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Friday, August 05, 2011

Negotiating From Weakness

President Obama’s recent miseries brought to my mind some of my own. 

I am always reminded that Obama is a trained lawyer, which means that he suffers the defect of being able to see both sides of any question. 

It also means that he understands and values the concept of "reasonable" choices, relative victories, and acting in the best interests of the client.

This often means that the result he can manage will satisfy neither his ungrateful client nor quibbling observers. He is stuck in the middle.

Here’s a hypothetical case for you consideration.

Let us say that I am defending a client who is accused of serious crimes. If I lose the case, my client’s maximum exposure is life in prison. There is evidence against him, but I also have arguments that support my client’s position. He asserts his innocence, but he knows that it looks bad and he fears the worst.

I have some choices in negotiating with the prosecution.

First, I can insist on the rightness of my position, demand a dismissal OR ELSE. The or-else is the dreaded jury trial. 

That of course is risky. Which side has more to lose? Even a partial win (acquittal on some counts) will leave my client vulnerable to a long sentence if convicted of other charges. The chances of a total acquittal are slim.

Forty years ago, as a young public defender, I was tempted to force every case to trial. The ethic of the nobility of the "lost cause" was my romantic ideal. I wanted to be Jimmy Stewart in "Mr. Smith Goes To Washington" or Al Pacino in "And Justice For All" (shout at the judge: "You’re out of order!"). Some of my friends acted that way. They gained quick experience at the expense of clients, and burnt out quickly.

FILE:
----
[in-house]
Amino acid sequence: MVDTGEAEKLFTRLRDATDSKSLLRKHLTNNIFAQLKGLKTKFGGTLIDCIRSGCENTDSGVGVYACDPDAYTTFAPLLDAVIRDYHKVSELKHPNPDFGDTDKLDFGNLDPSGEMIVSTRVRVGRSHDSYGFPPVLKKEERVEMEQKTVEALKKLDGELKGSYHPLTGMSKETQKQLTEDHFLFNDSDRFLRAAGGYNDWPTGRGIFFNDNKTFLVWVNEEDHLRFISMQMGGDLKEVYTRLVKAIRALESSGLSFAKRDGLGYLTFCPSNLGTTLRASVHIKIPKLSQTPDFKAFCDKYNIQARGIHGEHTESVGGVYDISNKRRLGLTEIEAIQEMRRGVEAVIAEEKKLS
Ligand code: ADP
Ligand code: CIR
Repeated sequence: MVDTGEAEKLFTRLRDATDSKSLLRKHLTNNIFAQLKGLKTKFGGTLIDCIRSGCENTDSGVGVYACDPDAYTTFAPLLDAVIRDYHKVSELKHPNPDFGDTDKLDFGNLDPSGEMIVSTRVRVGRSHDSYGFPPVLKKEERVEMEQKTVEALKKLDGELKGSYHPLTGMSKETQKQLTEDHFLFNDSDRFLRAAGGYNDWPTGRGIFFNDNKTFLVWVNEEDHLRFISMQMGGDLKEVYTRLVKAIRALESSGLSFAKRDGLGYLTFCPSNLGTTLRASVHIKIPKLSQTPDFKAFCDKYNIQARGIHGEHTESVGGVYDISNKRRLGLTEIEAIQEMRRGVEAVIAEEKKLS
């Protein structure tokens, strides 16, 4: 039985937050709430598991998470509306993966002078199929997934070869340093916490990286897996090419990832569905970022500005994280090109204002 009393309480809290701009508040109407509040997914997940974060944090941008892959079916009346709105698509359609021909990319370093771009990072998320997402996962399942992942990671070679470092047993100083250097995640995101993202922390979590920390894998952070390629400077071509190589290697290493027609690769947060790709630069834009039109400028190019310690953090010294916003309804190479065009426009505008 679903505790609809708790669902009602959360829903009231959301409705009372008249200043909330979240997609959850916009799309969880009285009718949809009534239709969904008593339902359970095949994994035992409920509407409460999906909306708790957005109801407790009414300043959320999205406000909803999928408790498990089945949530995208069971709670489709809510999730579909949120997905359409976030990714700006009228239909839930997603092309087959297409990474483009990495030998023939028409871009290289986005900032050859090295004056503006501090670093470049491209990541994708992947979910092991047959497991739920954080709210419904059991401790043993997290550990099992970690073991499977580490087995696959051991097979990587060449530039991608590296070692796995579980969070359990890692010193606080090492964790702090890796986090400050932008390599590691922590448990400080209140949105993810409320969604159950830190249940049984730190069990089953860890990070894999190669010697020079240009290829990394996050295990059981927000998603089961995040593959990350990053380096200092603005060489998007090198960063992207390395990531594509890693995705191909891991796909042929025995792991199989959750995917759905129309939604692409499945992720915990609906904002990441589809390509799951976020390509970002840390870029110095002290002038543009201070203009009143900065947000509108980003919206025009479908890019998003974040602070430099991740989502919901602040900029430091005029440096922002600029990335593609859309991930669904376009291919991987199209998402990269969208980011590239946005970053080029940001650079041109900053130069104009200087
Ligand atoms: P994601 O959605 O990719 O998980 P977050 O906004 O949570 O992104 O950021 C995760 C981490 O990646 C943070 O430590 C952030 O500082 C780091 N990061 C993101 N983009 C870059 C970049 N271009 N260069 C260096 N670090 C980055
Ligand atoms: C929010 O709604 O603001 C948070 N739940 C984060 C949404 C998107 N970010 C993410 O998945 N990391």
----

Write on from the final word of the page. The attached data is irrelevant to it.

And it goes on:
Second, I can try for a compromise plea bargain, find a middle ground that might be acceptable for my client and the prosecutor.

This choice leads to others:

I can be aggressive, choose a bottom line punishment and stick to it: one time offer, take it or leave it.

Problem is, if I insist that I will stand fast, what is my or-else threat?

Answer: a jury trial. 

But as I noted, that is risky for my client. What has the DA to lose by a trial?

My second negotiating option is to be conciliatory, concede the strength of his evidence, while still urging my arguments in opposition, pointing out the weaknesses of his evidence and the risks he faces by going to trial, and showing that his goal (what he perceives as justice) can be attained by my suggested compromise.

The simple fact is that I am almost always dealing from a weaker position than the DA.

No matter how the relative strengths of the evidence seem to stack up, the reality is that the scales of justice are always balanced in favor of the prosecution. Ideal principles claim balance in favor of the accused: presumption of innocence, burden of proof beyond a reasonable doubt. But life in the big city belies these ideals. Judges and jurors presume guilt, not innocence of anyone accused. The more serious the crime, the lower the burden on the DA to prove guilt. Jurors fear criminals so much that they twist the old dictum: better to convict ten innocent persons than to let one guilty one go free.

I admit that all of this is contrary to the public perception that sly defense lawyers have the upper hand, that the system is a swinging door designed to apologize to the bad guys. That may happen in the extremely rare celebrity dream team trial, but in the day to day working of our judicial system, the accused is at a distinct disadvantage.

It doesn’t feel good to always be on the defensive, to be conciliatory rather that aggressive. But the defense lawyer’s duty is to act in the best interests of the client, not his own. If that means swallowing hard and making a bitter deal, the best that can be made, so be it.

That is why I sympathize with Obama.  The sniping from all sides, must hurt like hell.